I might have made it out of the woods and into safety.  Maybe.  Probably.  But I was stopped cold at the Rock Wall O’ Hidden Danger.  There have been many occasions when The Other Half had a tractor to work on some heavy chores and offered to dig out a section of large old boulders nestled in the woods.  But I’ve always told him to leave them alone.  Because they’re “pretty” and “natural” and “they add winter interest when the leaves are down.”

I’ve regretted it every time I have to scout the fence line and climb over a bunch of slippery-slided rocks with their bases hidden in leaves and fallen tree limbs.  Regardless, no matter how much of my frontal lobe I left on that dirt pile, my reptilian brain slammed on the brakes at the sight of that death trap.

I stood there, trying to listen for buzzing over my pounding heart rate while the rest of my brain caught up and analyzed the situation.  Yep, the buzzing was gone.  The webs draped over my face and in my hair did not appear to contain any murderous spiders.  My feet were, miraculously, unharmed.  BUT.  Whatever bit me was still lodged against the back of my knee.  And it was inside my clothing.  While I was still flooded with enough adrenaline to manage it, I slapped my hand against the intruder, pinning it to my leg in an attempt to squash it before it struck again.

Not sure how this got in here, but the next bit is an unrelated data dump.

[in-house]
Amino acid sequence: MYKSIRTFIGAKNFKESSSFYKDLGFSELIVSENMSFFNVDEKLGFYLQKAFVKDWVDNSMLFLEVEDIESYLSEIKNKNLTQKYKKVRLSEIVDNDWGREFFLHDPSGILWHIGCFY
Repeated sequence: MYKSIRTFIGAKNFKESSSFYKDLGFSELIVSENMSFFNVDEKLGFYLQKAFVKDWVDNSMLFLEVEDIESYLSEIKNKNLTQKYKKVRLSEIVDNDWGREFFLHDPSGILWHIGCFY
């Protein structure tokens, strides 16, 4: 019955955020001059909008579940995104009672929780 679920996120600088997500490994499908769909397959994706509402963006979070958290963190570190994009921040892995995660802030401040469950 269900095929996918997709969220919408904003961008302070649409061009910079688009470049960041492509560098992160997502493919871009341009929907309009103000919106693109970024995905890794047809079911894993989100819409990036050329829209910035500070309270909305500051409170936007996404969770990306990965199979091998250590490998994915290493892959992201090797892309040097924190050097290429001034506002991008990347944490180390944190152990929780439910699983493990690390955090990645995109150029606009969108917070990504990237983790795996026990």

It didn’t squash but it didn’t bite me again either.  Through the fabric of my old maternity leggings I could feel a hard shield-shaped shell.  I pinched it between my fingers to keep it off my skin and kill it, but it still wouldn’t squash.

“A beetle!”  determined my brain.  “There’s a freakin’ beetle in my pants!”

And my brain went into Google Panic.  Which is like Google except there are no reassuring answers, just scary questions.  Like:




With no other options, I kept the beetle pinned with one hand while I used the other hand to slide my leggings up to my knee.  I slowly and carefully lifted the cotton fabric over my pinched fingers, then dropped the beetle to the ground and quickly took a few steps away.  It fell to the ground and didn’t move.  I leaned over and peered closer.

It was tiny chunk of dog biscuit.

There’s a perfectly reasonable explanation for that.

See, every morning when I do the barn chores, I bring the Great Pyrs, Bella and Bruno, a dog biscuit from the box in the kitchen pantry.  I don’t give them the biscuit until after they’ve eaten their dog food.  I just put the biscuits in my pants pocket for later and usually, while I’m milking, Bella and Bruno finish eating and line up at the milk gate for their treat.  Then I hand them each a biscuit and thank them for taking care of the critters overnight.  When I wear my old maternity leggings (which don’t have pockets) I just stick the biscuits under the elastic waist band.  A biscuit crumb must have been left under the waistband after I passed out dog biscuits that morning.  The vigorous branch-waving at the horsefly must have dislodged it, causing it to fall down to the back of my knee, where it got stuck again.  And in my hyper-excitable fence-checking state it felt like it “bit” me.

As to why I’m still wearing old maternity leggings when my youngest child is ten years old, there’s a perfectly reasonable explanation for that, too.

Um……, actually, no.  Nope. Got nothing.  Eh.